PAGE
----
1. Design surveys and experiments to assess the health of coral reefs
  2. Recognise the signs of anthropogenic and environmenal stressors on coral reefs
  3. Have a greater understanding of the socio-cultural relationship of local people with their coral reefs
  4. Have a greater understanding of how ecotourism can impact upon local communities and the reef
  5. Be able to develop and demonstrate leadership and participation in group research, discussions, and team based oral presentations.
Reading List
These are some starter papers for the pre-trip report and background reading.

CBD NR - Maldives 2015. Maldives 5th National Report to the Convention on Biological Diversity.Access via:

Jaleel, 2013. Ocean and Coastal Management, The status of the coral reefs and the management approaches: The case of the Maldives. Vol 82, 104-118.

Donner, S. D., & Webber, S. (2014). Obstacles to climate change adaptation decisions: a case study of sea-level rise and coastal protection measures in Kiribati. Sustainability Science, 9(3), 331-345.

Hennige S.J., Burdett H.L.,Perna G., Tudhope A.W., Kamenos N.A. (2017) The potential for coral reef establishment through free-living stabilisation. Scientific Reports. 13322

Hughes et al. 2017. Global warming and recurrent mass bleaching of corals. Nature 543:373┐377.

Kamenos NA, Hennige SJ (2018). Reconstructing four centuries of temperature-induced coral bleaching on the Great Barrier Reef. Front. Mar. Sci. | doi: 10.3389/fmars.2018.00283

Owen SD, Kench PS, Ford, M. 2016. Improving understanding of the spatial dimensions of biophysical change in atoll island countries and implications for island communities: A Marshall Islands┐ case study. Applied Geography 72 (2016) 55-64.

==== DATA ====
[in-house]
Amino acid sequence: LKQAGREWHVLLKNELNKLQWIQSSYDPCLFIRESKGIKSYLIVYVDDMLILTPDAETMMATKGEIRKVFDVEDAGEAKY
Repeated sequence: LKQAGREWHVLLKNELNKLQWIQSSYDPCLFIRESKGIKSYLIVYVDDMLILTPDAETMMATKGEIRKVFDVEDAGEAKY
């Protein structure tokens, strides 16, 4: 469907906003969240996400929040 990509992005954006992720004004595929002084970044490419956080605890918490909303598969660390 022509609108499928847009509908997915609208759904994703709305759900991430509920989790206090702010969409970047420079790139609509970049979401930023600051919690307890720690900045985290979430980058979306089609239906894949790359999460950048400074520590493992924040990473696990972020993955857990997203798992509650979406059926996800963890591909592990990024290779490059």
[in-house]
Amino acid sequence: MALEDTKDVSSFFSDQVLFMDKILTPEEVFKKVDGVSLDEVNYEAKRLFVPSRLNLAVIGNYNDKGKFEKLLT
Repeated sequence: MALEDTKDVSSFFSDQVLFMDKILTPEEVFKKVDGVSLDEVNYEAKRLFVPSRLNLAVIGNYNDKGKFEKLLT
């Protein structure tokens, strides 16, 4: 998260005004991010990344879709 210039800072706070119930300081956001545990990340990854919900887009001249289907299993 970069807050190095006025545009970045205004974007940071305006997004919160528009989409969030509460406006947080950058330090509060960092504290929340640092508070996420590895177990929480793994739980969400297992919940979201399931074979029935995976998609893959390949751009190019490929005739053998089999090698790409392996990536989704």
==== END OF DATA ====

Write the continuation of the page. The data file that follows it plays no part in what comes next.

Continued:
Perry CT, Kench PS, O┐Leary MJ, Morgan KM, Januchowski-Hartley F., 2015. Linking reef ecology to island building: Parrotfish identified as major producers of island-building sediment in the Maldives. GEOLOGY. doi:10.1130/G36623.1

Perry CT et al. Loss of coral reef growth capacity to track future increases in sea level. Nature volume 558, pages396┐400 (2018)


Thornton, T. F., & Scheer, A. M. (2012). Collaborative engagement of local and traditional knowledge and science in marine environments: a review. Ecology and Society, 17(3), 8.

Woodruff, 2008. Global and Planetary Change, Reef-island topography and the vulnerability of atolls to sea-level rise. Vol 62, pp 77-96.

Yamamoto and Esteban, 2010. Ocean and Coastal Management, Vanishing Island States and sovereignty. Vol 53, pp 1-9.

Yamamoto L, Esteban M. (2017). Migration as an Adaptation Strategy for Atoll Island States. International Migration 1-15. doi: 10.1111/imig.12318

Zubair et al, 2011. Tourism Management. Not quite paradise: Inadequacies of environmental impact assessment in the Maldives. Vol 32 (2011) 225-234

Additional Information
Graduate Attributes and Skills Students will acquire and develop the following transferable skills:
1. Assessment of typical coastal marine nearshore settings as land-sea seascape interface;
2. To participate in individual and team activities toward the completion of assignments and goals.
3. Critical thinking with regard to the evaluation of sources of information, the feasibility of management options and interpretation of outcomes.
Additional Class Delivery Information Field course locations may change for a variety of reasons, including security risks, increased costs or inability to access field locations. Any changes to the main destination of the field course will be announced as soon as possible.
KeywordsQuantitative ecological and reef geomorphology ecosystems and techniques,coastal marine habitats
Course organiserDr Sebastian Hennige
Tel: (0131 6)50 5410
Course secretaryMs Kathryn Will
Tel: (0131 6)50 2624